Title of Project:  A Unifying Framework for Structural Efficiency Measurement: Theories and Applications

Principal Investigator:  Dr. LEE Shu-kam (Acting Head & Associate Professor of Department of Economics and Finance, Director of Business, Economic and Public Policy Research Centre, Hong Kong Shue Yan University)

Funding Source:  2021/22 Competitive Research Funding Schemes for the Local Self-financing Degree Sector – Faculty Development Scheme (FDS) of the Research Grants Council (RGC)

Amount of Grant:  HK$ 1,036,250

Project Duration:  24 months


Dr. LEE Shu-kam, Acting Head of the Department of Economics and Finance, funded by the Research Grants Council is working on a project entitled “A Unifying Framework for Structural Efficiency Measurement: Theories and Applications”. He revealed that the applied research on measuring efficiency, especially group efficiency (also known as structural efficiency), is neither common in the public nor the private sector in Hong Kong. It is, nevertheless, very important for both the public sector and the business community, because with group efficiency measurement, the source of inefficiency may be identified, which may then help decision makers make better resource investment decisions.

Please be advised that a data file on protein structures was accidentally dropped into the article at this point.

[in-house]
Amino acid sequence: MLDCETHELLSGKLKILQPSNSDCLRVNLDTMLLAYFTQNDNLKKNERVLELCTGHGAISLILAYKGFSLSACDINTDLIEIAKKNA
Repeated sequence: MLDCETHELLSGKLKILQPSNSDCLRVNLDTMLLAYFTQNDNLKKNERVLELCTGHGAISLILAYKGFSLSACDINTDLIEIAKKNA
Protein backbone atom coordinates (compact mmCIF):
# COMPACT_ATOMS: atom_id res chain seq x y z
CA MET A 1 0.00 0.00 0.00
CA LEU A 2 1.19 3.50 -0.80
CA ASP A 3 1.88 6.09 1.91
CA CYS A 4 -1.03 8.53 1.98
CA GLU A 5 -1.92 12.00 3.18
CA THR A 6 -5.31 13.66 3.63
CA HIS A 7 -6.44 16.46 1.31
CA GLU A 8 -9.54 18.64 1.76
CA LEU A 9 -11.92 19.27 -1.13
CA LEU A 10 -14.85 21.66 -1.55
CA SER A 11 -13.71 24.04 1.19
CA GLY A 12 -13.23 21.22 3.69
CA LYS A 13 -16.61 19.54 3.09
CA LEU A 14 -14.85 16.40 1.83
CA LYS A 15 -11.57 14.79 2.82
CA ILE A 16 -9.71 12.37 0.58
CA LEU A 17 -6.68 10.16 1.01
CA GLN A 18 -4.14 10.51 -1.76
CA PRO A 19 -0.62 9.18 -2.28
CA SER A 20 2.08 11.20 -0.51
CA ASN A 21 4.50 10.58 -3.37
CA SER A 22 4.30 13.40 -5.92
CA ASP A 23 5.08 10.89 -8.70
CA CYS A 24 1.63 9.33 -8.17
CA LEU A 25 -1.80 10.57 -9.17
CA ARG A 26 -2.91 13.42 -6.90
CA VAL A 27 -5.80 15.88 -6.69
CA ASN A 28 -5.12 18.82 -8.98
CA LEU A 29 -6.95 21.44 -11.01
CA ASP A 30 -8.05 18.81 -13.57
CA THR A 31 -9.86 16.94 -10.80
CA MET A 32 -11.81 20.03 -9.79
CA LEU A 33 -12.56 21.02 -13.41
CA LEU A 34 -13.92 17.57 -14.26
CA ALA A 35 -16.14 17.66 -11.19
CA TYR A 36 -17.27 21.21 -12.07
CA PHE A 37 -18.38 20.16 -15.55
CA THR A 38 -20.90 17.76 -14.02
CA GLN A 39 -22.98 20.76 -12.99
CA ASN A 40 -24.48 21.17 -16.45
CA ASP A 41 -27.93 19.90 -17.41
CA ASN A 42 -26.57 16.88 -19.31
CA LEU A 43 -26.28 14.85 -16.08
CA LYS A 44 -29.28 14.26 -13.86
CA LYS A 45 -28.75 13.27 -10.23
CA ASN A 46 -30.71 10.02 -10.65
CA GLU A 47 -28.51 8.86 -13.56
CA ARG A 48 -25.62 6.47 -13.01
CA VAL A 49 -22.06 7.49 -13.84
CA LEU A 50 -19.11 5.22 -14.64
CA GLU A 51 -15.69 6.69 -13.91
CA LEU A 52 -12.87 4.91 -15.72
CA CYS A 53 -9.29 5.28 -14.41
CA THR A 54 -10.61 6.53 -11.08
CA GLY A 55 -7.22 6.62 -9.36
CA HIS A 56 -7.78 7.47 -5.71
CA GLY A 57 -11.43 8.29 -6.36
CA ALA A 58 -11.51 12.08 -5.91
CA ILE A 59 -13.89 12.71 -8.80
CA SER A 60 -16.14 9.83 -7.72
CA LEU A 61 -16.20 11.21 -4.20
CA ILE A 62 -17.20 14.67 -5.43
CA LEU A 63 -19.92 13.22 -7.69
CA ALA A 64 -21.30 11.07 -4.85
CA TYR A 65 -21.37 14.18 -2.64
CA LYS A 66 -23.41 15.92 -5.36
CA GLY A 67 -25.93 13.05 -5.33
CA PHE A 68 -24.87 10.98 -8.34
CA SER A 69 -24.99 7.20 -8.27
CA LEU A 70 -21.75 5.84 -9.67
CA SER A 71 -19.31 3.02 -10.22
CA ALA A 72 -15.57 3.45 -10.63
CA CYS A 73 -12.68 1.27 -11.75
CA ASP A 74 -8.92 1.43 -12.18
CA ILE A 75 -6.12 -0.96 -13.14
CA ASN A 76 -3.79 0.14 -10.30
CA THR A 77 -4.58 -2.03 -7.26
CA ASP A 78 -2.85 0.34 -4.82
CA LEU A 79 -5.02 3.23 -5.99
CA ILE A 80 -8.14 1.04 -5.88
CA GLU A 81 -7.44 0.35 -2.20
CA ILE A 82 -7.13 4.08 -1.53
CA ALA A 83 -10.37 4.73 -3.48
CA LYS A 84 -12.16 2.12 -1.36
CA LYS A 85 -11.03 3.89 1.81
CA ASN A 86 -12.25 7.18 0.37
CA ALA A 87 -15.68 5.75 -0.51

Dr. LEE said in an interview with Shue Yan Newsletter that efficiency is the key for the public sector to achieve policy objectives with the most cost-effective investment and for companies and industries to maintain profitability, and it is also the key to appropriate allocation of resources within and across economic regions. The term “efficiency” represents the current performance of a production unit compared to the best that the production unit may achieve, while “inefficiency” means a production unit is not performing at its optimum.

Finding out the primary source of low efficiency of a group can not only help decision makers formulate the correct measures to solve problems of a production unit, but also sometimes allow them to measure how much room there is for improving efficiency of a group. “At present, the application of efficiency is mainly about individual efficiency rather than group efficiency. Therefore, our project aims to develop a unified framework for measuring group efficiency, i.e., structural efficiency,” explained Dr. LEE.

The existing theoretical framework of structural efficiency includes four exhaustive and mutually exclusive components (in parentheses):

① efficiency in the internal utilization of inputs within individual production units (aggregate technical efficiency);
② efficiency in the combination of outputs within individual production units (aggregate allocative efficiency);
③ efficiency in resource allocation within subgroups (intragroup re-allocative efficiency);
④ efficiency in resource allocation among subgroups (intergroup re-allocative efficiency).

At present, however, there are quite a few constraints in the application of this theoretical framework. These constraints include the need to assume fixed prices, homogeneous production technologies, movable inputs, and the need to take outputs as the objective of production and so on.